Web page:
Praxis: Friend or Foe?

Colin Harris Contributing Writer

   With books, homework, tests and quizzes piled high on already strenuously busy education majors, why not add more? The mandatory Praxis exam seems to be the answer.

   The four and a half hour long test, composed of a reading section, math section and two essay prompts, seems almost unbearable for some education majors. It measures students’ capability with these subjects and must be completed before they start their student teaching. 

    Without passing the Praxis, education students may not be able to take certain higher level courses. In the special education department, students must pass the exam in order to take classes above the 200 level, according to special education major Heather McDonald. 

    The Praxis requires a minimum score of 156 in reading, 162 in writing and 150 in math. If these scores aren’t met, the student must retake the exam again until the benchmarks have been reached. 

    Brooke Valentin, a second-year rehabilitation service major, has mixed feelings about Praxis. “I was an [early childhood special education] major but I just recently made the switch over to rehabilitation services. I realized that being in the classroom isn’t for me and I like more one on one with children,” Valentin said. 

      She struggled with the Praxis exam and it impeded her progression through the education program. “I took math and writing twice. I’ve never been good at math so the math test was really hard for me and caused lots of anxiety and worry.” Valentin said. “I felt like I was stuck.” She attributes part of her struggle to her issues with standardized testing and the “high stakes” of these exams.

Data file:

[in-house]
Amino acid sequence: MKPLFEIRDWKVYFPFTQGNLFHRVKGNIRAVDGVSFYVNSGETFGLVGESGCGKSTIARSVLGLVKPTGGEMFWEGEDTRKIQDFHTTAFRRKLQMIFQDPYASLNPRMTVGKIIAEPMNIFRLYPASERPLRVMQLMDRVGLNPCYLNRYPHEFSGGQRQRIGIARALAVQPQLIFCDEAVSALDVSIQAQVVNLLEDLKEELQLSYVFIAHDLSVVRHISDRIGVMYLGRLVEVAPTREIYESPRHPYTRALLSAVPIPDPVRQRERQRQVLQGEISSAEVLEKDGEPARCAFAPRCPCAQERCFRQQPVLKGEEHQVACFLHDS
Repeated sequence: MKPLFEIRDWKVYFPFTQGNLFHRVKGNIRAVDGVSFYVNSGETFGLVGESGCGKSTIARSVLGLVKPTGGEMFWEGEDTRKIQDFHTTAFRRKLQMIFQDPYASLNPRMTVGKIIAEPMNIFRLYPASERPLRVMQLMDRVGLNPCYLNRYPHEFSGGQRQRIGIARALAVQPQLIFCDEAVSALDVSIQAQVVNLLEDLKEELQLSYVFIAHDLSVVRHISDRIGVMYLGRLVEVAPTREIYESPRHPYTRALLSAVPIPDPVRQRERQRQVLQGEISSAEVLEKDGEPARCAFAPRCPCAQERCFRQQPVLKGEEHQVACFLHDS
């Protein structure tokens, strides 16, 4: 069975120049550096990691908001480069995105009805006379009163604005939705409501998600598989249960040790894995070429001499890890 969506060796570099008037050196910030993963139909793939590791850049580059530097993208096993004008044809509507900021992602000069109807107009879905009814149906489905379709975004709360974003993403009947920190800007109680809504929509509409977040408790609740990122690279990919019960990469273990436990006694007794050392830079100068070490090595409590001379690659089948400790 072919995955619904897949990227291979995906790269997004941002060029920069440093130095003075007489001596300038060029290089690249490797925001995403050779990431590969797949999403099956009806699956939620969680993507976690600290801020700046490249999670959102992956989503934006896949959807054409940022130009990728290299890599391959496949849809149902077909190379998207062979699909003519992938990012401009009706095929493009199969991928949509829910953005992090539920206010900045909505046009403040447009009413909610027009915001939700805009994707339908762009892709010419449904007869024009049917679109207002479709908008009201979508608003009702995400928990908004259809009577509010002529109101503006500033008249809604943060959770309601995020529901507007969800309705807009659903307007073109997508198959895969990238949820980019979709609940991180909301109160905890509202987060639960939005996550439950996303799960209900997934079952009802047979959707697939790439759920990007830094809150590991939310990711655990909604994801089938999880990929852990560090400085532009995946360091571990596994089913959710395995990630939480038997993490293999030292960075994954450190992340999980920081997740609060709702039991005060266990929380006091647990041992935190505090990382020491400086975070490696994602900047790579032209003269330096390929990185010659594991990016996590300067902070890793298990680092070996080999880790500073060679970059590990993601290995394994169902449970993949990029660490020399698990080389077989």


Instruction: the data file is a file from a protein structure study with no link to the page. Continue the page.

Valentin made an effort to improve her scores through serious study but was still challenged. “I bought a book designed for Praxis Core and met with a tutor in the Learning Commons,” she said. “It definitely helped, but it’s hard to teach all that math in just a month.”

    “I think the Praxis should be re-evaluated,” Valentin said. “It should be more of a test about the learning standards and developmentally appropriate practices. The test should focus on what an educator is actually going to be teaching in their classroom, rather than general overall knowledge.”

    Ripley Biggs, a third year early childhood special education major, has taken Praxis a total of four times as of now. “I took my first Praxis test at the beginning of sophomore year. I was able to pass two out of the three sections, but kept tripping up on the math section,” Biggs said. “I feel like I’m just repeating this test over and over again.”

    Biggs has spent copious amounts of money preparing for the exam. “I bought the big textbook to get ready [and] I bought the online study service that is around $60 a month to study for Praxis.” She’s found these resources to be helpful, but not enough to bring her scores up where they need to be. 

    On top of expenses related to study materials, the Praxis Core costs $90 for each subtest or $150 for the combined test, according to the Praxis website. The high cost becomes a serious burden on students in financially unstable positions who are already struggling under tuition, fees and living expenses. To have to repeat the test in order to continue with their education only heightens this stress.